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Winter Sports Injuries: Prevention and Treatment

Winter is all about snow and sports! However, if proper care isn’t taken while participating, you can end up seriously injured. Here are some of Canada’s most popular winter sports and strategies you can use to avoid injuries and keep having fun.

Skiing and Snowboarding

Skiing and snowboarding accidents can lead to various types of musculoskeletal injuries and head trauma. These injuries are often caused by sudden and swift movement and/or impact from a fall or collision.


Although you will be falling onto snow, don’t let that fool you into giving up protective gear. Wear a properly fitted helmet to protect against ski- and snow-boarding head injuries. The risk of head injuries can be decreased by up to 35% with helmet use. The use of knee pads/braces is also highly recommended as it can help reduce strains or sprains and the amount of impact force exerted on your joints during a fall. Lastly, wrist guards can be worn to protect skiers and snowboarders from wrist, elbow and shoulder injuries in the event of a fall. Wrist guards are often under-utilized despite their relation to injury prevention.

You may also want to invest in skiing and snowboarding lessons, especially if you are a beginner. Participation in classes can help you better understand or identify potential dangers/hazards (e.g. in the environment), engage in safe behaviour on the slopes and strategies to reduce your risk of injury in general.


Similar to skiing and snowboarding, many sledding accidents occur from a crash or collision. Factors contributing to these accidents may be related to losing control of the sled, going over uneven terrain, poor weather conditions or visibility, and speed.  Commonly reported injuries include head injuries, fractures/contusions to the face, arms and legs, and general strains/sprains.

Some ways you can maximize your safety and to reduce your chances of injury are to:

  • Check weather and track conditions
  • Identify obstacles beforehand (e.g. debris, trees, fences etc.)
  • Sled during the day or well illuminated areas
  • Wear well fitted and proper safety gear
  • Control your speed and avoid sharp turns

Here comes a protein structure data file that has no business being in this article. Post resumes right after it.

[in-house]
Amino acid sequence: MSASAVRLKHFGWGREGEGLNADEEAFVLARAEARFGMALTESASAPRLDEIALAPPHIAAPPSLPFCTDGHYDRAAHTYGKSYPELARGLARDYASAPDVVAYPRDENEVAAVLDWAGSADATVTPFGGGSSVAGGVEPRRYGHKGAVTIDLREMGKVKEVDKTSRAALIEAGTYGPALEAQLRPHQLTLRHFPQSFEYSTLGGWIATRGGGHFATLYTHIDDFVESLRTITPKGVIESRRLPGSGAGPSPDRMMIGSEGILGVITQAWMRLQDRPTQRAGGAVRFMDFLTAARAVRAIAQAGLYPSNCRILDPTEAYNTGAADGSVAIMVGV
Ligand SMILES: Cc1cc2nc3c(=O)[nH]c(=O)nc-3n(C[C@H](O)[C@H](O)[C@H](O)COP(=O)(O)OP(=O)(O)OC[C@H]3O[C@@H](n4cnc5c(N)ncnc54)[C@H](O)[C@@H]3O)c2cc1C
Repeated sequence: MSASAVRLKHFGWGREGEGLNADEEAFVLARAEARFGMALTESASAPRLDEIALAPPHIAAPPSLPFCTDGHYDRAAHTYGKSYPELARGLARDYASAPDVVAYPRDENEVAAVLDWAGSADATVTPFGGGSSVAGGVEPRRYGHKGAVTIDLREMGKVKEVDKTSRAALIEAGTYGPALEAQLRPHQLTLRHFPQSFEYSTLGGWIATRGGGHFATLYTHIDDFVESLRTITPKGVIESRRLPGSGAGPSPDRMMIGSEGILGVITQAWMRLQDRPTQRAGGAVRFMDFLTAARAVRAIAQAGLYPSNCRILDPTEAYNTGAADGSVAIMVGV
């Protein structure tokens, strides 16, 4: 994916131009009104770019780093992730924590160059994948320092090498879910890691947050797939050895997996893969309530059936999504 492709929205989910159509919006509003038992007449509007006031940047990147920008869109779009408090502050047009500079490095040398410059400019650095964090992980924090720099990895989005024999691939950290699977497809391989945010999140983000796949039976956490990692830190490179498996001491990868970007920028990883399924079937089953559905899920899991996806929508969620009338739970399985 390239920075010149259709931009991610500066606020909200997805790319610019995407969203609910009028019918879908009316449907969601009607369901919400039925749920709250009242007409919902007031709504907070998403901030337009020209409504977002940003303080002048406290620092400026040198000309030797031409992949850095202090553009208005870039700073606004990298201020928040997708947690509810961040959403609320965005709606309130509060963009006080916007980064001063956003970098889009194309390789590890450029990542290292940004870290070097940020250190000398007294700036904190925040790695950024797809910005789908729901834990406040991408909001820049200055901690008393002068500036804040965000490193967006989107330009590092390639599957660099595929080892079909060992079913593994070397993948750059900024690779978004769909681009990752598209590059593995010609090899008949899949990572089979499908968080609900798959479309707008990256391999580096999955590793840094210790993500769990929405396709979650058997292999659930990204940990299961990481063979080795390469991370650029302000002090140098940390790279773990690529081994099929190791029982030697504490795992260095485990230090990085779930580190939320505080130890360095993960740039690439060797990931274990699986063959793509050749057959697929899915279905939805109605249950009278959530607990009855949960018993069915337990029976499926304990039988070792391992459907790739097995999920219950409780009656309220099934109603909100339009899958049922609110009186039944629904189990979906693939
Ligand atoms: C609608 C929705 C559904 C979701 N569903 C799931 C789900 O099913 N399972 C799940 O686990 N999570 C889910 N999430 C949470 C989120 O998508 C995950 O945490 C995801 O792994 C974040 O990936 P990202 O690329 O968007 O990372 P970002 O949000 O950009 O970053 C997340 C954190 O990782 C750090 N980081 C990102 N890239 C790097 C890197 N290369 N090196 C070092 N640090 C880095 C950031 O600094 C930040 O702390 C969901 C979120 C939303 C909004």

Ice Hockey

action-active-adolescent-949167Hockey is the leading cause of injury related to winter sports activities in Canadian children. Knee injuries such as ACL and PCL tears, ankle sprains, shoulder dislocations and fractures are common injuries sustained by hockey players. They are also at risk of whiplash or concussion injuries due to tackles and collisions on ice. Again, wearing the right equipment can significantly reduce the risks associated with hockey and maximize player protection.

Prevention and Treatment

While sustaining injuries isn’t entirely avoidable, here are a few general principles to follow that can help prevent them across all winter sports:

Take It Easy

If you’ve spent a considerable amount of time not playing the sport, don’t jump right back in. Your body isn’t used to the physical exertion or demands of the sport. This can potentially increase your risk of injury by doing so. Ease your way into the sport by starting off with gentler practice sessions and make sure to have a comprehensive warm-up routine.

Stretching, Warming Up & Cooling Down

Don’t underestimate the importance of stretching and warming up before you begin to play. This prepares your muscles and joints for physical activity. Similarly, don’t forget to cool down after participating in a winter activity or sport to help enhance recovery and reduce the level of muscle soreness and tightness that can develop.

Be Aware & Alert

Be aware not just of your surroundings, but also of your own health. If you feel tired and physically or emotionally exhausted while playing, take a break. Overtraining, fatigue, and loss of concentration can lead to increased risk of injury.

Sports & Exercise Medicine Institute clinics assist with sports medicine and physiotherapy. Located in Thornhill, St. Claire, Sheppard, and greater Toronto, they offer a myriad of services to treat sports injuries. These include sports massage, active release techniques, and sports podiatry among others.

Get in touch with their team by calling at 1-844-223-7364 to learn more about their services!


Warda LJ, Yanchar NL. Skiing and snowboarding injury prevention. Paediatr Child Health. 2012. 17(1): 35-36.

Corra S, De Giorgi F. Sledding injuries: is safety in this winter pastime overlooked? A three-year survey in South-Tyrol. Journal of Trauma Management & Outcomes. 2007. 1:5.


About the author



I’m Nancy and no, I didn’t always look like I do in that picture on the right. My foray into health and fitness began as a brace-faced, 16 year-old who was too afraid to wear a two-piece at the beach because I felt my body paled in comparison to my much more toned friends.

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